Figure 1: Constitutive expression of MMP9 in colonic epithelium exhibited resistance to CAC. (A) The line graph representation of change in body weight of TgM9 mice (blue line) and WT mice (orange line) during three cycles of DSS (D1, D2 and D3) followed by three recovery cycles (R1, R2 and R3). TgM9 mice (green line) and WT mice (red line) without CAC induction shows the body weight change. (B) The top panel shows representative colonoscopy images from two different WT mice and bottom panel shows representative colonoscopy images from two different TgM9 mice in CAC. Red arrows indicate flat polyps a characteristic feature of CAC polyps. (C) The bar graph presentation of number of polyps among TgM9 mice (blue bar) and WTs (grey bar) in CAC. (D) The bar graph presentation of dysplastic lesions count among TgM9 mice (blue bar) and WTs (grey bar) in CAC, NS means non-significant. Each bar represents mean ± S.E., *p < 0.05.
Constitutive expression of MMP9 in colonic epithelium was associated with lower histological score and apoptosis in CAC
Figure 2A represents the Haematoxylin and Eosin (H&E) staining indicating decreased crypt architecture damage, lesser infiltration of neutrophils, fewer foci of ulceration and dysplastic lesions among TgM9 mice compared to WTs (as indicated by red arrows). Figure 2B is the bar graph presentation of the histological score based on the parameters described in ‘Materials and Methods’ section, indicating that TgM9 mice had significantly lower histological score (4.5 ± 1.9) compared to WTs (8.2 ± 0.6) in CAC. Abnormal apoptosis and/ or irregular proliferation are the characteristic features of tumor cells. Terminal deoxynucleotidyl transferase-mediated dUTP nick end labeling (TUNEL) staining was performed to assess apoptosis in the colonic epithelium of TgM9 mice. Figure 2C represents the merged/ overlay image of greenish yellow fluorescence indicating that there was a significant increase in apoptosis (as represented by red arrows at the apical surface of crypts) among the TgM9 mice compared to WTs in CAC. Figure 2D is the bar graph presentation of the quantification of apoptotic cells among TgM9 mice and WTs in CAC, indicating that TgM9 mice had significantly higher (23.29 ± 3.2) compared to WTs (4.24 ± 0.07) in CAC. We observed increased apoptosis through TUNEL staining hence we wanted to explore apoptosis associated proteins. The western blot (WB) analysis of apoptosis associated proteins showed significantly increased protein level of cleaved caspase-3 (Figure 2E) among TgM9 mice (lanes 4–6) compared to WTs (lanes 1–3). Compared to the quantification of the apoptotic cells as shown in Figure 2D, the WB in E showed higher cleaved caspase-3 activity. This can be explained by the fact that quantification was performed considering only the intact crypts not the dysplastic epithelium while WB represents the epithelial-mucosal cell lysates which included both dysplastic and the non-dysplastic epithelium. Together, these results indicate that in CAC epithelial derived-MMP9 expression maintained crypt architecture and was associated with fewer dysplasia and increased apoptosis compared to WTs.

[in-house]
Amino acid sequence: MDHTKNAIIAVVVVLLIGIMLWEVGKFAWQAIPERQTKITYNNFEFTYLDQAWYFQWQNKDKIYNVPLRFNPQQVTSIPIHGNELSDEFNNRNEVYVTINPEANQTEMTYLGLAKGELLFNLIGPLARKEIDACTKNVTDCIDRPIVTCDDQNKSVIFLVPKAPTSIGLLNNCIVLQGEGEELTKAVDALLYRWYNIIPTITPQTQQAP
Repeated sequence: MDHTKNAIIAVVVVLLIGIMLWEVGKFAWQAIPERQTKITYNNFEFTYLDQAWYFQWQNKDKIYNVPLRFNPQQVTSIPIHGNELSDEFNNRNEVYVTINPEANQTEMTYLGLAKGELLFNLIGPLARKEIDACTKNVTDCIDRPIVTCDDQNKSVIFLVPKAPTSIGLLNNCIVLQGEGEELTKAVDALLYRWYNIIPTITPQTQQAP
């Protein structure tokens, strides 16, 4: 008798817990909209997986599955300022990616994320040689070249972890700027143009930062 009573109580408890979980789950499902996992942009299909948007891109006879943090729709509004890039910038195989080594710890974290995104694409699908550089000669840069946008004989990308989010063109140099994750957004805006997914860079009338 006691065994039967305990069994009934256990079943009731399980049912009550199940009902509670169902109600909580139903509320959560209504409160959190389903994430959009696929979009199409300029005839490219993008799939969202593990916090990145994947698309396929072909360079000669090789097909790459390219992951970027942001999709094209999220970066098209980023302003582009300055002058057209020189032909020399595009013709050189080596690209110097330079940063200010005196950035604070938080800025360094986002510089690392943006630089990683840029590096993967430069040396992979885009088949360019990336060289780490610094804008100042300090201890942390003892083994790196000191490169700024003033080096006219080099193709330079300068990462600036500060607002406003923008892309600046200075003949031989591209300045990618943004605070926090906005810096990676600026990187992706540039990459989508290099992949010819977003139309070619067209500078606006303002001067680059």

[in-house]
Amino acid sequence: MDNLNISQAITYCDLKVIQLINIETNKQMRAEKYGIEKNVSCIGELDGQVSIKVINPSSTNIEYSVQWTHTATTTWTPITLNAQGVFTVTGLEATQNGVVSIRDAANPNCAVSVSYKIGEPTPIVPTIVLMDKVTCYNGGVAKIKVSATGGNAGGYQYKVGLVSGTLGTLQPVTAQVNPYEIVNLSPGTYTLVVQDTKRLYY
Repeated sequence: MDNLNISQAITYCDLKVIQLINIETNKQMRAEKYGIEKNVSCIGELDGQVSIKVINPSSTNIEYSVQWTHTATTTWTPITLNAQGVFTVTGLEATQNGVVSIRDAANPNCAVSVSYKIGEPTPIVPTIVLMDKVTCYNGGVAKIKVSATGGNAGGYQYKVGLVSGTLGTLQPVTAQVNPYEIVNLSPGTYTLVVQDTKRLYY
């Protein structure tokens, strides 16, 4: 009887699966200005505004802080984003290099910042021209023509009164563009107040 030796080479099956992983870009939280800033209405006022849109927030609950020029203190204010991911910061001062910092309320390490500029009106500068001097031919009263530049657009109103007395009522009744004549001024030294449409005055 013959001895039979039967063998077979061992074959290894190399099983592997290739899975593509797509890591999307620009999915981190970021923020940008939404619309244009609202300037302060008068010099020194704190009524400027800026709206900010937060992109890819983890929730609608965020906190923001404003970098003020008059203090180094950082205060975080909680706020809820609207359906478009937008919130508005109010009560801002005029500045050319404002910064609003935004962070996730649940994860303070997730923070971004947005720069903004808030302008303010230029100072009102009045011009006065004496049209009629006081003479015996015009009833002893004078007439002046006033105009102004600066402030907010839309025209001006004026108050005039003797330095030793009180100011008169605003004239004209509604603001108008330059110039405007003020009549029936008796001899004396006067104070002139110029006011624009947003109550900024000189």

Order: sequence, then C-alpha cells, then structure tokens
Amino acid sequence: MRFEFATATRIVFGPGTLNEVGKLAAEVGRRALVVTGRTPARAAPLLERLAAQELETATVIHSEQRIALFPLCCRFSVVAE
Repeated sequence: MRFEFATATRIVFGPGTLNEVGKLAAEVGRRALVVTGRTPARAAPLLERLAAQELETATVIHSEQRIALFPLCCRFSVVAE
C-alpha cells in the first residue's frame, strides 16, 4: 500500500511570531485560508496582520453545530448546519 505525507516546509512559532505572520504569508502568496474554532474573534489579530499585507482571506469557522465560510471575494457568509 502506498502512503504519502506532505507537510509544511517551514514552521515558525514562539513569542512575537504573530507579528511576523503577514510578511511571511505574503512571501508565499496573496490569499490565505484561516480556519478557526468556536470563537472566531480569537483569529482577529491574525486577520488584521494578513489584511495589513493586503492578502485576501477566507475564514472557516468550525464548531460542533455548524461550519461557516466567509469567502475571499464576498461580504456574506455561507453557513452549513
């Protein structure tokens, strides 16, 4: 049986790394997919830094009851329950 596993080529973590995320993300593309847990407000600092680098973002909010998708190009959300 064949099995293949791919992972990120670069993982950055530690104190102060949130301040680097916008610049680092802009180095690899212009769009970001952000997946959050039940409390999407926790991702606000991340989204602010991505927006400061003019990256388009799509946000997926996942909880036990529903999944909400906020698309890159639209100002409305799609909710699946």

Figure 2: Constitutive expression of MMP9 in colonic epithelium was associated with lower histological score and apoptosis in CAC. (A) H&E staining of Swiss rolls of the colons from TgM9 and WT mice in CAC indicating less damage to crypt architecture and fewer dysplastic lesions, as indicated by red arrows. Left panel represents TgM9 and WT mice exposed to water and right panel represents TgM9 and WT mice induced with CAC. (B) The bar graph presentation of histological score calculated on three parameters: infiltration of neutrophils, loss of crypt architecture and foci of ulceration of TgM9 mice (blue bar) and WTs (grey bar) in CAC. (C) The overlay images of greenish yellow nuclei of apoptotic cells as indicated by red arrow, magnification used was X20. (D) The bar graph representation of the quantification of apoptosis as the percentage of apoptotic nuclei/total number of cells per crypt among TgM9 mice (blue bar) and WTs (grey bar) in CAC, number of intact crypts counted were 12 for each mice. (E) WB of protein (25 μg/lane) from mucosal stripping of the TgM9 and WTs with CAC was performed and probed with anti-Caspase-3. The loading control for the blot was β-tubulin. Densitometry evaluations of the WB is represented by the adjacent bar graph. Each bar represents mean ± S.E., *p < 0.05 and **p < 0.005.